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Hi, I'm Ricky.
It's Wednesday, and here's what's coming up on Newsround today:
The bird ballet coming to an end in Cumbria.
And the snowball fight raising the temperature in Canada.
First, seeing pictures of your friends, beautiful places
or cute animals on social media can be fun, but what if a picture
of you pops up that you don't like and didn't share yourself?
Some of the people who post the most pictures of you are parents,
and you don't always think that's a good thing, as I've
been finding out.
When my mum takes pictures of me, she'll do it when I'm not looking,
My first ever bath, I sort of just collapsed
into it, and my mum posted that on Facebook.
Sometimes, I wish they weren't on social media, because
they might comment embarrassing things on photos that I put on.
They'll take one of me and my siblings and put it on, and it might
be, like, a really bad picture of me, or, like, a baby photo.
More than one in three 10-12 -year-olds
told Newsround they feel embarrassed, anxious or worried when
their parents put pictures of them on social media sites.
So, do mums and dads need to think more about
what they are sharing?
My mum took a picture of me when I was sleeping,
so I obviously didn't know until morning.
She said, look how many comments you've got on this photo,
and I was just really angry at her.
They just, like, post whatever they can find.
They just don't really think about anything.
They might post it just to have a laugh with
their mates, and think it's funny for her,
but it may not be funny for
You think about it, but they don't think about it.
They can get bullied for it, and you don't want
that happening to your own child.
It's not just parents.
More than one in four said they've been unhappy
with a picture someone else has shared of them, and that's mainly
because they didn't like the way they looked, or that person didn't
ask for their permission, and some say they've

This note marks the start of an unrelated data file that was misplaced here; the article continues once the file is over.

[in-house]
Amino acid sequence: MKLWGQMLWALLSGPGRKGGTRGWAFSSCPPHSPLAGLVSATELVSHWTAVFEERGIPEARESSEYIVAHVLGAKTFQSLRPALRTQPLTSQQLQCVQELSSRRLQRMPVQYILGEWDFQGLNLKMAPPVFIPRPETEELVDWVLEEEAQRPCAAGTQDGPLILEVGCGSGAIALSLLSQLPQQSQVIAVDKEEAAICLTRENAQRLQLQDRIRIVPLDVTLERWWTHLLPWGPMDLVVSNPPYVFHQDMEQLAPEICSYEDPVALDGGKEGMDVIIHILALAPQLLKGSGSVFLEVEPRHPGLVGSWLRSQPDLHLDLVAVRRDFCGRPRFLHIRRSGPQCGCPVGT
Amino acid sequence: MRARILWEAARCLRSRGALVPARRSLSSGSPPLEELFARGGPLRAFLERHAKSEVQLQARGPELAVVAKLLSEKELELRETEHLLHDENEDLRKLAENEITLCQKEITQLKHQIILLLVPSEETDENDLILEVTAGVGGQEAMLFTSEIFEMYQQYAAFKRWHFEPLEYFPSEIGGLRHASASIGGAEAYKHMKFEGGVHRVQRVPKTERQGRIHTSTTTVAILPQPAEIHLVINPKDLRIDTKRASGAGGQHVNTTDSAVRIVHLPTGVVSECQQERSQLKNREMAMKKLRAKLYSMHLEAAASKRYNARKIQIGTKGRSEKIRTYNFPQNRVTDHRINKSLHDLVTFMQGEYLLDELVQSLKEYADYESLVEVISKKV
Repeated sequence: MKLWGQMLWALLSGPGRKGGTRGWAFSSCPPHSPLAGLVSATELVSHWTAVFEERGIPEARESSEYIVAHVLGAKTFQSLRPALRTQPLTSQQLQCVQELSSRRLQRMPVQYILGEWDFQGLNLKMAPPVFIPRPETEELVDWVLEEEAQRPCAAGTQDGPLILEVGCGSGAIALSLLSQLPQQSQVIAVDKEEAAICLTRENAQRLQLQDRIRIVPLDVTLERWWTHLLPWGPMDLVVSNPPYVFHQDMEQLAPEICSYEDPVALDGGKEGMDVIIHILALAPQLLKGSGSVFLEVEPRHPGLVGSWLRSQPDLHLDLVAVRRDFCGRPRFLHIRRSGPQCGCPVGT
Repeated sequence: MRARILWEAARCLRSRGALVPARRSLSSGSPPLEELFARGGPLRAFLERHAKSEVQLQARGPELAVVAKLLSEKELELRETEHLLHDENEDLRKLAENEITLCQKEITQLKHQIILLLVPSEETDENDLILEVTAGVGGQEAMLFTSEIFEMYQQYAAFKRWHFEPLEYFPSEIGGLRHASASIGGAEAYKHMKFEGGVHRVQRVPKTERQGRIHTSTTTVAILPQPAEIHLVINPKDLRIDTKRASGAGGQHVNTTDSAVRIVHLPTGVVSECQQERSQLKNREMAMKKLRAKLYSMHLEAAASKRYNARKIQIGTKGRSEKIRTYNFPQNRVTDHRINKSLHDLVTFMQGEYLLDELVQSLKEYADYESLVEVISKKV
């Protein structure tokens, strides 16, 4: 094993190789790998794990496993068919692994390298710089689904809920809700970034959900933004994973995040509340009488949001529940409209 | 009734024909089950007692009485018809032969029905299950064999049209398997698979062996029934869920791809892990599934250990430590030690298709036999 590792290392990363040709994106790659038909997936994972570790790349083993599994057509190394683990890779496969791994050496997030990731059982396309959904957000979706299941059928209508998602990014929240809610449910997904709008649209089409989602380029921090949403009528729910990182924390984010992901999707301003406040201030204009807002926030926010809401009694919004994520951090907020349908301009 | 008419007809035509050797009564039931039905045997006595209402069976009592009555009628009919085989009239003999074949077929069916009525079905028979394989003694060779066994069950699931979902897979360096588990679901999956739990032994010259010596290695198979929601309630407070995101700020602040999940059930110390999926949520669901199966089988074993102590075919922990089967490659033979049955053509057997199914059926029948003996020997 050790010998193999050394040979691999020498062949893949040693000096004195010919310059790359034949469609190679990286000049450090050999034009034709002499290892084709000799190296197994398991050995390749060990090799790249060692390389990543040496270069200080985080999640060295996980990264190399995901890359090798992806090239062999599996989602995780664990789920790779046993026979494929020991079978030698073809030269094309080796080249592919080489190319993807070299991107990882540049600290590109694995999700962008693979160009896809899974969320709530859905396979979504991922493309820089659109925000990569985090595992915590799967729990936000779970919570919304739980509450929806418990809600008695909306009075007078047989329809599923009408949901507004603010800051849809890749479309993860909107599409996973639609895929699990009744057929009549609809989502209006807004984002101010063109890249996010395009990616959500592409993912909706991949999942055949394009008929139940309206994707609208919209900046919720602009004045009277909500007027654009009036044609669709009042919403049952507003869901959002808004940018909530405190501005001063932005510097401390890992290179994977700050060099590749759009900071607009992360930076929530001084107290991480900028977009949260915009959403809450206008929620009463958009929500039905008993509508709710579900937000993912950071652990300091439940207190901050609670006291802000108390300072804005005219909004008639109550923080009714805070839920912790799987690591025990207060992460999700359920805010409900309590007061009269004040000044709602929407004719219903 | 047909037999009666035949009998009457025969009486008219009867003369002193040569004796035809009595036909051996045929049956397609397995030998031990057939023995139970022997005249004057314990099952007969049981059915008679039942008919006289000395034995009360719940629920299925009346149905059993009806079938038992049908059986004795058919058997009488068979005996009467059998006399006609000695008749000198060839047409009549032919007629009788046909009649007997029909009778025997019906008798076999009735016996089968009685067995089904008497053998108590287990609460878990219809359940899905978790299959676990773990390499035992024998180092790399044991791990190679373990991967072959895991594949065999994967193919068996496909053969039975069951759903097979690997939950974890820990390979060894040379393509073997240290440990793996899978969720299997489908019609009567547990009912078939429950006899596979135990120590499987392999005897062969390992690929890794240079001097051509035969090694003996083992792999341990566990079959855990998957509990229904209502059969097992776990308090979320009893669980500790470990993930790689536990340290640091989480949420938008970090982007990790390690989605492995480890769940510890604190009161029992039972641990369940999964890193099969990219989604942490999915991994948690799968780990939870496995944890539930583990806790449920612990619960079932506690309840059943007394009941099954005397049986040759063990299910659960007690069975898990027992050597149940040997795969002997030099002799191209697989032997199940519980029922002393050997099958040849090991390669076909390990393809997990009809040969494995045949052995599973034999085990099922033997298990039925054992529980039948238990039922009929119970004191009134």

even had nasty comments.
My friend posted a story of me, and I didn't like it.
I asked him to take it down, and then he took it
May be the reason that you don't have a social media account is
because you don't want anyone to see your photo,
and then people are sharing photos of you, and I just
think it's not nice without their permission.
When I see nasty comments, I feel really scared to
use social media, because I don't want to be targeted like them.
When my friend posted an embarrassing
picture of me, it made me feel quite frustrated and angry.
More than one in three of the kids we asked said
seeing a picture of them they didn't like made
them feel sad, anxious or
What can you do about feeling that way?
Approach the person who's put the picture online
to ask them to take it down, and tell them that they are worried
about it, and speak to a parent or another trusted adult.
Sometimes, a parent can reassure the child that
although the picture might be embarrassing at the moment, in a
couple of days, the picture will be forgotten about.
But the good news is that mostly mums and dads do get
Nearly half of the 10-12 -year-olds said they were OK with
what their parents posted, and what they saw made them
feel happy and proud.
So, what's your message for parents?
It can affect the child's life further on, and the child's life at
Your child's friends will see what ever you comment on my
Maybe, like, when you post photos, like, they could ask first,
because, like, sometimes, my mum just posts them.
Don't let parents have social media.
So, do you get embarrassed by your mum or dad sharing photos of you?
We want you to know your thoughts so head online and leave us
a comment, and we'll try to read out as many as we can later.
Football now, and current Premier champions Leicester City are now
only one point clear of the dreaded relegation zone.
The club have said that they still support manager
Claudio Ranieri, though.
They said that "the entire club is, and will remain, united
behind its manager".
Leicester will face Derby in a fourth-round FA
Cup replay tonight.
It's one of the most stunning free shows on earth -
and it's playing out right now in skies above Cumbria
in the North West of England.
Tens of thousands of starlings are performing a nightly
ritual or murmuration.
Their synchronised flying creates an amazing aerial ballet.
The season ends later this month.
Experts say the birds do this for many reasons -
grouping together offers safety in numbers.
Finally to another epic display - hundreds of university
students in Vancouver, Canada got together for this
huge snowball fight.
Massive amounts of snow fell in the city over the weekend,
so it was decided the best thing to do was organise
a giant snowball battle.
That's all from me.
Newsround's back right here in about half an hour.
Are you ready for adventure?
Secure your place at the 500 Words Final,
live from the Tower of London -
BBC Radio 2's writing competition for kids with our honorary judge
and 500 Words fairy godmother,